A prepositional phrase is made up of a preposition and a noun phrase. We use prepositional phrases for many purposes, for example:

- as adverbials of time and place:

We will be back in a few days.
They drove to Glasgow

.- as a postmodifier in a noun phrase:

Helen is the girl in the red dress
We’ve got a new television with a thirty one inch screen.

- to show who did something:

The lion was killed by the hunter
I saw a wonderful painting by Van Gogh

- with double object verbs like give and get:

We gave five pounds to the woman on the corner.
They got a drink for me.

- after certain verbs, nouns and adjectives:

The book belongs to me.
I had an argument with my brother.
I feel sorry for you.




Hello English Team!
I have a question about the usage of 'under'
The sentence I wrote was "Here's a glimpse of how the American Health Care Act might unfold if it becomes law under few years.

Question 1. Is the section "under few years" grammatically wrong?

Question 2. Do I have to add 'in' and change it to "in under few years"

Question 3. If I wanted to express a fairly short amount of time is I okay to use "under few years" not "under a few years".

Hello poopy101,

The correct word here is 'in', not 'under'.

You can say 'in a few years' or 'within a few years'. It is possible to say 'in under' but it is followed by a concrete time period, not a general time reference like 'a few'. Thus you could say 'in under 10 years' or 'in under a decade'.


Best wishes,


The LearnEnglish Team

Hello teacher :

Is it true to use more than one preposition phrase in sentence ?and How to separate between them ?
EX: It's a great chance to me to discover new world, meeting new friends with different culture

Hello again nkmg,

Yes, you can use more than one prepositional phrase in a sentence. Most of the time, there is no punctuation necessary between them -- the prepositions show that a new preposition phrase is starting -- though I imagine there are examples when it could be necessary. In your example, though, you can just say 'It's a great chance for me to discover a new world and make new friends from different cultures.' No extra punctuation is needed.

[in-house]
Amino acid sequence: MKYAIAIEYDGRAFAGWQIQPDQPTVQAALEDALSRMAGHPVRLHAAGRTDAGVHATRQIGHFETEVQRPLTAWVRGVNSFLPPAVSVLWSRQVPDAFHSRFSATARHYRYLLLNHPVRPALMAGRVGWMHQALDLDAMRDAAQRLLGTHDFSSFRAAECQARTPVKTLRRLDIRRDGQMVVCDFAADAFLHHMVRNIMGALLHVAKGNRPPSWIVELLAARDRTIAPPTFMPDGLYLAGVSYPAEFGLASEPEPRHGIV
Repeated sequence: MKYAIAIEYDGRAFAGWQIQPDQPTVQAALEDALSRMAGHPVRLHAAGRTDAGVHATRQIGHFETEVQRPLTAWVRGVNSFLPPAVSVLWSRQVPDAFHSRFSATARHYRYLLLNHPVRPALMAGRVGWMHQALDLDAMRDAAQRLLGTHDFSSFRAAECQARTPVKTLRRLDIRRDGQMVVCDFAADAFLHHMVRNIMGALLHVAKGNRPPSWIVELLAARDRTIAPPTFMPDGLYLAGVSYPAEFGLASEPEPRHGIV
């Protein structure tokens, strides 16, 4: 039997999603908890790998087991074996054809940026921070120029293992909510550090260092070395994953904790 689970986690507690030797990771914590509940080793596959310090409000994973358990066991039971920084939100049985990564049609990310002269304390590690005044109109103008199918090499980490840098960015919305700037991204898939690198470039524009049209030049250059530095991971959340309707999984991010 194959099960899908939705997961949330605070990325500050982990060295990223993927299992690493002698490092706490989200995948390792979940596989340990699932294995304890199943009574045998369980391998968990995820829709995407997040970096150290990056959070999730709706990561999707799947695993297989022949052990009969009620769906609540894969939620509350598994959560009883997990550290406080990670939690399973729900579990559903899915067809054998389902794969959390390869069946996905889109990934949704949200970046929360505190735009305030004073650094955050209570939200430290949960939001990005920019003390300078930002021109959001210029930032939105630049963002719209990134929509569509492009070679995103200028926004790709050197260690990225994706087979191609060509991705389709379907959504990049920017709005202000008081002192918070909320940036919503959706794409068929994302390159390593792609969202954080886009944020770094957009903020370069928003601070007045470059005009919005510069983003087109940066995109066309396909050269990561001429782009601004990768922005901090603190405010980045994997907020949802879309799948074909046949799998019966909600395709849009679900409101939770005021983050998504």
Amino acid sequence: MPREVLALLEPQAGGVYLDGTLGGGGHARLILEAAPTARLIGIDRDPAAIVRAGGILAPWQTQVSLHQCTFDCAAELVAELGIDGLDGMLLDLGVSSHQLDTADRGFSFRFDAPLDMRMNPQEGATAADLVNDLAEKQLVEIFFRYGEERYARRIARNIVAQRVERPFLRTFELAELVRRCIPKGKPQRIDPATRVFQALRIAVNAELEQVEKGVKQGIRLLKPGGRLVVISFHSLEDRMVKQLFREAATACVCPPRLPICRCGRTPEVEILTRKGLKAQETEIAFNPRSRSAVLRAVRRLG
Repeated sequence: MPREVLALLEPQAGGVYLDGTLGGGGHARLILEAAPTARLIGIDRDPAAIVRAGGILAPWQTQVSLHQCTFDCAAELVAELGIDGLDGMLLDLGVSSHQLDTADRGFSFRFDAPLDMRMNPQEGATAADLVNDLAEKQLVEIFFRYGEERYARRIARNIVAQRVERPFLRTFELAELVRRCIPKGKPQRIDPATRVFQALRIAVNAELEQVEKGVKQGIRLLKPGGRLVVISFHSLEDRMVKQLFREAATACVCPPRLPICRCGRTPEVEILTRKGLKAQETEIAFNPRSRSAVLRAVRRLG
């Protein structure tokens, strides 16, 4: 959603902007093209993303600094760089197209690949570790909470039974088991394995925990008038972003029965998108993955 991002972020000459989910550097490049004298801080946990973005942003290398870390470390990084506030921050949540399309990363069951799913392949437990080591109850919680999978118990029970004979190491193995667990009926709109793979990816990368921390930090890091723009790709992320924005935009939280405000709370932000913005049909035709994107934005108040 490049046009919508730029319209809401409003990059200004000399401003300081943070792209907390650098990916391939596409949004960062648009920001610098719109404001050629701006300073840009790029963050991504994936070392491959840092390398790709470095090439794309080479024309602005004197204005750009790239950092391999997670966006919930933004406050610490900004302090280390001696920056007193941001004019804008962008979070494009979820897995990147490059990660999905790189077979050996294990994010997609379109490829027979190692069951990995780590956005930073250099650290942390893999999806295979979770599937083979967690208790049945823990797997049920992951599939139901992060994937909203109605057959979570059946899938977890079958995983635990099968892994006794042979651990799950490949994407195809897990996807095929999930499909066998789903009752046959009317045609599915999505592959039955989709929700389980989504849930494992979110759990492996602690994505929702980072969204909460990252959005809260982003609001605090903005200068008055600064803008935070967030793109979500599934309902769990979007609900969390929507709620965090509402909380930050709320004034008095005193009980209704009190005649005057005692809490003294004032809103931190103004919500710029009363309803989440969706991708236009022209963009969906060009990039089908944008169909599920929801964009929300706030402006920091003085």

All the best,
The LearnEnglish Team

Hello British Council.
Could you please explain the differences between "at the beginning" and "in the beginning" with some examples?

Thank you, Kirk.
It was helpful, indeed.

Thanks Peter M.
I'll continue check it.

Thank you!!

Hello I have a question about preposition.
1. We just got __the train and headed for Florence.
2. We were stuck__the plane for hours in Jakarta.

I thought No 1 is on, and No 2 is in because 1 is now i got the train and 2 is we were in there continue but the answer is "No2" is "on" the same No1.

In this case, we just think about train,bus,plane are all use "on" or we should keep meaning all sentence.
I have just confused about it many preposition has like example so i think about the meaning of sentense but they're wrong.
Please who can explain for me.


Hello sunyoung,


Prepositions can be difficult because it is often hard to predict or guess which one is used in a given context. There are core meanings, but these are not always helpful.


In your examples, the answer is 'on' to each sentence because we tend to say 'on' with train and plane. If you were talking about a car, for example, then you would say 'get in' and 'be stuck in', so you can see that the preposition here depends upon the noun, not the verb. You need to remember which preposition is used with 'train', which with 'car' and so on. A good tip is to note any prepositions which go with nouns, so that if you record some vocabulary, such as means of transport, then record common prepositions with the nouns.


It's helpful to learn common patterns with prepositions. You can see some of those patterns on these pages:


prepositional phrases

verbs & prepositions

adjectives & prepositions

adverbs of direction

adverbs of location


Best wishes,


The LearnEnglish Team